Harlem Children’s Zone for Chicago?

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Three Chicago neighborhoods are taking the first steps toward potential
replication of the Harlem Children’s Zone, the highly-praised program
that provides education and social support to poor children and
families in Central Harlem.

Representatives from social service agencies in Chicago Lawn, Logan
Square and Woodlawn will travel to New York City in the coming weeks to
attend a multi-day conference and a ‘practitioner’s institute’ for
organizations that are interested in launching Promise Neighborhoods,
an initiative of the Obama Administration modeled on the Children’s
Zone.

Three Chicago neighborhoods are taking the first steps toward potential replication of the Harlem Children’s Zone, the highly-praised program that provides education and social support to poor children and families in Central Harlem.

Representatives from social service agencies in Chicago Lawn, Logan Square and Woodlawn will travel to New York City in the coming weeks to attend a multi-day conference and a ‘practitioner’s institute’ for organizations that are interested in launching Promise Neighborhoods, an initiative of the Obama Administration modeled on the Children’s Zone.

The U.S. Department of Education budget includes $10 million for one-year planning grants for Promise Neighborhoods, which President Barack Obama has said he would like to see launched in 20 cities across the country.

The three Chicago neighborhoods are part of the New Communities Program, a long-term development effort overseen by the Local Initiatives Support Corporation (LISC) in 16 struggling neighborhoods. LISC organized the trip and received funding for it from Atlantic Philanthropies, an international foundation that supports the Children’s Zone.

The trip will be “a chance to see how [the Children’s Zone] works, how it might fit with community-led initiatives and what replicating it would look like,” says Chris Brown, director of education programs for LISC. In Chicago last year, Atlantic Philanthropies awarded $18 million over four years to LISC for an initiative called Integrated Services in Schools, which supports academics for middle-school students through  a longer school day, enrichment programs and health services.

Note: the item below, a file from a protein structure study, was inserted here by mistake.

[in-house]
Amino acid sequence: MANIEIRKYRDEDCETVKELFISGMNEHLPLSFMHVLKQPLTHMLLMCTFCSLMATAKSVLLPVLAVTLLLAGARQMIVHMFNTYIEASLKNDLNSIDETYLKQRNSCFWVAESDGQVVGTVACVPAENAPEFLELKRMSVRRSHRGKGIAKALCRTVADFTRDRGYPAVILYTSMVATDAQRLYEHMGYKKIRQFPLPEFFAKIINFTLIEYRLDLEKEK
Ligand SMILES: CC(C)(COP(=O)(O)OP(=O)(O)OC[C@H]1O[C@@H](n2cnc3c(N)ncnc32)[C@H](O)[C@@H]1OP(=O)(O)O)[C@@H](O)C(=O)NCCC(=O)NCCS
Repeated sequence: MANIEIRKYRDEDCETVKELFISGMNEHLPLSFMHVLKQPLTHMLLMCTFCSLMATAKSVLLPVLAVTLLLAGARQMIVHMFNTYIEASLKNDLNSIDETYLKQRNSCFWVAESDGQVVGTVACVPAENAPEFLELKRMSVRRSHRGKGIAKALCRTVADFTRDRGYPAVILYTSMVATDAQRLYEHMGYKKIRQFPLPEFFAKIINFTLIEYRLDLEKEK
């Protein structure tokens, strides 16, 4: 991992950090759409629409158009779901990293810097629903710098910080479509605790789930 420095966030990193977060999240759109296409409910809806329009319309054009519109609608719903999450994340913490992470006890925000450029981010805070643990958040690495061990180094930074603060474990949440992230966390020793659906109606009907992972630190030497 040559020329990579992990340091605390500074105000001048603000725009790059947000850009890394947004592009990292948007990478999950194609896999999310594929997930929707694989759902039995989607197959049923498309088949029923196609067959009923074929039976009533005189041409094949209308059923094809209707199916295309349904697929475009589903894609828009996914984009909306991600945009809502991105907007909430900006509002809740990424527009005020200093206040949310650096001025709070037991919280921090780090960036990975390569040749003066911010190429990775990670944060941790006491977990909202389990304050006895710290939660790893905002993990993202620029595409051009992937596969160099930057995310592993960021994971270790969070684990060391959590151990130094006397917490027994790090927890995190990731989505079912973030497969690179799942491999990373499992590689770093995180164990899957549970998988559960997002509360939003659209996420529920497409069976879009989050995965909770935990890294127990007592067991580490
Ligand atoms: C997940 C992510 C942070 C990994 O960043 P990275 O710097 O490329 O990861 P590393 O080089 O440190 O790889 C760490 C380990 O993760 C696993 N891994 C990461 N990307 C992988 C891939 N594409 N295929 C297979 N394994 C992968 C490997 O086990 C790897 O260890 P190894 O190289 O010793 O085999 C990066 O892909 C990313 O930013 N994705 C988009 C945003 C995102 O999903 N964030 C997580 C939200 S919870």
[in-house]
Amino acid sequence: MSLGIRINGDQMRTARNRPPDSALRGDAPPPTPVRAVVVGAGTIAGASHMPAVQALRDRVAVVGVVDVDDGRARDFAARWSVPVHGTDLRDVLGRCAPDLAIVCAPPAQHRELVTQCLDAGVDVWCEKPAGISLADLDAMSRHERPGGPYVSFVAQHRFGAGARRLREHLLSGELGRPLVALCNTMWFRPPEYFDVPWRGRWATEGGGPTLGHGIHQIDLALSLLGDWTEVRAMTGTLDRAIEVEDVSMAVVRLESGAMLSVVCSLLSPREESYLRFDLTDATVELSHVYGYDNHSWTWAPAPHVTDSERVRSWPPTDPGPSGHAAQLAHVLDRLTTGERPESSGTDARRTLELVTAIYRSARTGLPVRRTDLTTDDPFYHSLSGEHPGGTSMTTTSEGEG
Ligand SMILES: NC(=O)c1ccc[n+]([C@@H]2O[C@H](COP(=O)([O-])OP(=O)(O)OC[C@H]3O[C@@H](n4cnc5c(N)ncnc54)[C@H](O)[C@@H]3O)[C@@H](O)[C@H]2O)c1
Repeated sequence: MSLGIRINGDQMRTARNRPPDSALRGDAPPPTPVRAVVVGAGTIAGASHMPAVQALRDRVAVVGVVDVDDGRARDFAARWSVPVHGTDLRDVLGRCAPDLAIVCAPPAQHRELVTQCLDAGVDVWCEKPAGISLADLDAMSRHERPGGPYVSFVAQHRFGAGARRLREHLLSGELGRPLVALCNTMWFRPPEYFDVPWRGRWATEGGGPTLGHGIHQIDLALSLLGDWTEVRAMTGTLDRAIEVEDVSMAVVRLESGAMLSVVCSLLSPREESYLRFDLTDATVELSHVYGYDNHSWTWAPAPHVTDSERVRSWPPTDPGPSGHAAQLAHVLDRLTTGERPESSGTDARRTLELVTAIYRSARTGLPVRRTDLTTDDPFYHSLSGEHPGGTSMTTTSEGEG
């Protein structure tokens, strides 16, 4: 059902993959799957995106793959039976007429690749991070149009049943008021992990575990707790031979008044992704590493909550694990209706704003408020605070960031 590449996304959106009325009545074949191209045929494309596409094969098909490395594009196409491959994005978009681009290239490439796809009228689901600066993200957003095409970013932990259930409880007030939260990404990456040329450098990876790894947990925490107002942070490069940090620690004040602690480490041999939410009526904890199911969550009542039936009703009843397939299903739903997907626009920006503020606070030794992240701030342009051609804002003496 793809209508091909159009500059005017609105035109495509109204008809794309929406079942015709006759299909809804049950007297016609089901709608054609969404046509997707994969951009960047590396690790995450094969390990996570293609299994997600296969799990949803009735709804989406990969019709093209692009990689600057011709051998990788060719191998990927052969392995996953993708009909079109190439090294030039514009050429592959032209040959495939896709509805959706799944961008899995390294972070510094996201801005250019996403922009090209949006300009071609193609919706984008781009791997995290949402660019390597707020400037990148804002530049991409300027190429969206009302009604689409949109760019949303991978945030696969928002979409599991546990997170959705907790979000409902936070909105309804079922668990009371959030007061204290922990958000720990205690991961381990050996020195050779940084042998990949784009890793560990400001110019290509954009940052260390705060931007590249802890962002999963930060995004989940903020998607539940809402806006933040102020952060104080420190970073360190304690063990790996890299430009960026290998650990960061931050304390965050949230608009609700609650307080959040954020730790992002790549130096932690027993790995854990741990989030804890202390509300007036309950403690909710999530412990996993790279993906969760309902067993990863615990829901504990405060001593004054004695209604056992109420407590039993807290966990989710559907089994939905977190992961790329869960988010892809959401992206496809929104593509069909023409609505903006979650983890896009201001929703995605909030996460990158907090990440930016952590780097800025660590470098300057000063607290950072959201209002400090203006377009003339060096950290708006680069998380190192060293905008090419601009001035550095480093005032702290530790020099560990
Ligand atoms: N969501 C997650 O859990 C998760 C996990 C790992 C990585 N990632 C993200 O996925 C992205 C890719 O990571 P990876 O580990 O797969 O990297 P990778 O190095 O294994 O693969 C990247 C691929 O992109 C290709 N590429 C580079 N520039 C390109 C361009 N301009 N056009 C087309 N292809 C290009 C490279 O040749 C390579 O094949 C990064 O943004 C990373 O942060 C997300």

Representatives from New Communities agencies—the Logan Square Neighborhood Association, the Southwest Organizing Project in Chicago Lawn, and the Woodlawn Preservation and Investment Corporation–will make the trek to New York.

The meat of the trip will be the practitioners’ institute, a three-day, by-application-only program that gives agencies a behind-the-scenes look at how the Children’s Zone operates, including a tour and meetings with staff. The goal is to help communities identify their existing resources and needs, in order to craft a coordinated strategy for replicating the Children’s Zone locally.

While the Harlem project has had striking success stories, serving thousands of youngsters and getting them on track academically, achieving those results takes significant resources. In a Wall Street Journal article earlier this year, Children’s Zone founder Geoffrey Canada talked about the challenges of maintaining funding during the current recession.

“It’s a $65 million a year operation. That’s a huge undertaking,” Brown notes.